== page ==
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MeteoSchweiz and the German Weather Service (DWD) lead an international project with the goal to intercompare atmopheric profiling systems. For this purpose, the two partners organize a measurement campaing in Linenberg, Germany, to perform simultaneous measurements with balloon sounding and remote sensing systems.
Upper air intercomparison campaigns are organized on the mandate of the World Meteorological Organization (WMO) for the purpose of getting an overview of the performance of the various operational upper air systems that are currently available . Such campaigns provide important information to national meteorological services (NMHS), who partially base the selection of an operational upper air system for their network on the outcome of these campaigns. Furthermore, these campaigns improve the quality and cost-effectiveness of upper air observing systems by providing recommendations on system performances, improvements of instruments and methods of observation and suitable working references, to WMO Members and instrument manufacturers. The focus of the Upper Air Instrument Intercomparison 2021 (UAII2021) is on radiosonde systems and aims to include as many manufacturers as possible. One of the additional aims of this campaign is to involve a variety of other measurement techniques such as remote sensing, aircraft and satellite observations to assess the added value of these instrument systems for upper-air observations.
Goal of the campaign
The main objective of the upper-air intercomparison campaign is to test the performance of operational radiosonde systems and to provide guidance on their performance relative to each other, as well as to evaluate the current capabilities of surface-based and space-based remote sensing instruments, and aircraft-based observations. Its results shall help WMO Members in selecting observing systems according to their requirements and will allow them to evaluate the potential offered by remote sensing instruments to complement the in situ information provided by the radiosondes.
The primary goals of the campaign are:
1. To test and evaluate as many operational radiosonde systems as possible at the same location and time.
2. To characterize the individual radiosondes with respect to their reproducibility and to determine the uncertainty of the different measured parameters.
3. To compare the different radiosonde systems to characterized reference systems employed in the GCOS Reference Upper Air Network (GRUAN).
4. To characterize measurement errors and uncertainties of radiosonde sensors under laboratory conditions.
5. To demonstrate the added-value of surface-based remote-sensing systems for upper-air measurements and to develop a methodology to compare the measurements of radiosondes with remote-sensing instruments.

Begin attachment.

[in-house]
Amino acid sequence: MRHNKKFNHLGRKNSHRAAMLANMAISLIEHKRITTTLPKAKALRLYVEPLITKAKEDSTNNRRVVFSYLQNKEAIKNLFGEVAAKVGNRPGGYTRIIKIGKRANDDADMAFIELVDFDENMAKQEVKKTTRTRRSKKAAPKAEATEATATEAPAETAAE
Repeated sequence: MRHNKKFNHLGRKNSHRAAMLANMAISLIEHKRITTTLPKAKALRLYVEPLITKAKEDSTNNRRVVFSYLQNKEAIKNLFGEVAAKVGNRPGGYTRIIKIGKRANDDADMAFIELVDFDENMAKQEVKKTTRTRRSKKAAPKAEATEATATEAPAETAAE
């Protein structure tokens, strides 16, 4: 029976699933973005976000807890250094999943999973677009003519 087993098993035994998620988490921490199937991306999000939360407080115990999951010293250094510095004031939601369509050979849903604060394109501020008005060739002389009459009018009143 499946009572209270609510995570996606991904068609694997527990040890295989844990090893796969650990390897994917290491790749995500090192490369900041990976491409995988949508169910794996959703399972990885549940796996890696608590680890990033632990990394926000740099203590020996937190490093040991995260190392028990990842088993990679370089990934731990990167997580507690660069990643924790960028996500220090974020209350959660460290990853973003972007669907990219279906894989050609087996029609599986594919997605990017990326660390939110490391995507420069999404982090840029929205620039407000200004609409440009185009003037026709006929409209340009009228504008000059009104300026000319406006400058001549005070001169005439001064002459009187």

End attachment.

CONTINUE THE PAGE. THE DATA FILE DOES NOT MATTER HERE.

To evaluate the capability of each system participating in the intercomparison to reach the uncertainty targets as defined in OSCAR.
Planning, location and organisation
The campaign will take place in 2021 at DWD’s Meteorological Observatory Lindenberg (Germany), and will be organized under the auspices of WMO, with DWD and MeteoSwiss as project co-leads and local organizers. The campaign will consist of two distinct parts, a laboratory campaign and a field campaign. The field campaign is scheduled for August-September 2021, whereas the laboratory campaign will take place around the fourth quarter of 2021 (December 2020-April 2021). During the field campaign, for each radiosonde model, approximately 15 daytime and approximately 15 night-time soundings will be performed. A key aspect of the project is the selection and application of reference in-situ instruments for temperature and water vapour, the characterization of radiosondes under laboratory conditions and the application of manufacturer-independent checks of the radiosondes prior to launch. Lindenberg Observatory has an extensive and unique collection of remote sensing instrumentation, which will be included in the campaign to assess and characterize the added-value of remote sensing instruments for upper-air measurements.
A Project Team will be established to organize and conduct the intercomparison, the data analysis, and the writing of the Final Report, according to the project plan approved by the corresponding WMO Management Group. The Project Team will be accountable to the corresponding WMO governance structure. MeteoSwiss and DWD had offered to co-lead the campaign and engaged themselves to cover a large part of the work. The Project Team will encompass the following functions:
Core team members:
- Project Co-Leaders
- Laboratory campaign manager
- Field campaign manager
- Database Manager
- Data analysis manager
- Remote-sensing systems manager
- Training Manager
- Aircraft-based observations provider
- Aircraft-based observation analyst
- Satellite observations lead
- Communication and environmental impact
- Numerical Weather Prediction
- Data analysis scientists
- Evaluation of applications
Description of the campaign site
The Lindenberg Meteorological Observatory is located in a rural environment approximately 65 km south east of Berlin, Germany's capital. The observatory was founded in 1905 by Richard Aßmann, and has a long and continuous track record of numerous and substantial contributions to research of meteorological observations. In its present state, the observatory covers four fields of research, in-situ sounding, remote sensing, boundary layer and radiation. It hosts a wide suite of instrumentation, both for operational and research purposes, and has extensive laboratory facilities for characterizing radiosonde sensors. Operational radiosoundings have been performed on a daily basis since 1947 without interruption, with a current balloon launch schedule of 4 times per day. Furthermore, Lindenberg is a GUAN and GRUAN site, and hosts the GRUAN Lead Centre. The site has extensive experience with launching large payload rigs for research purposes.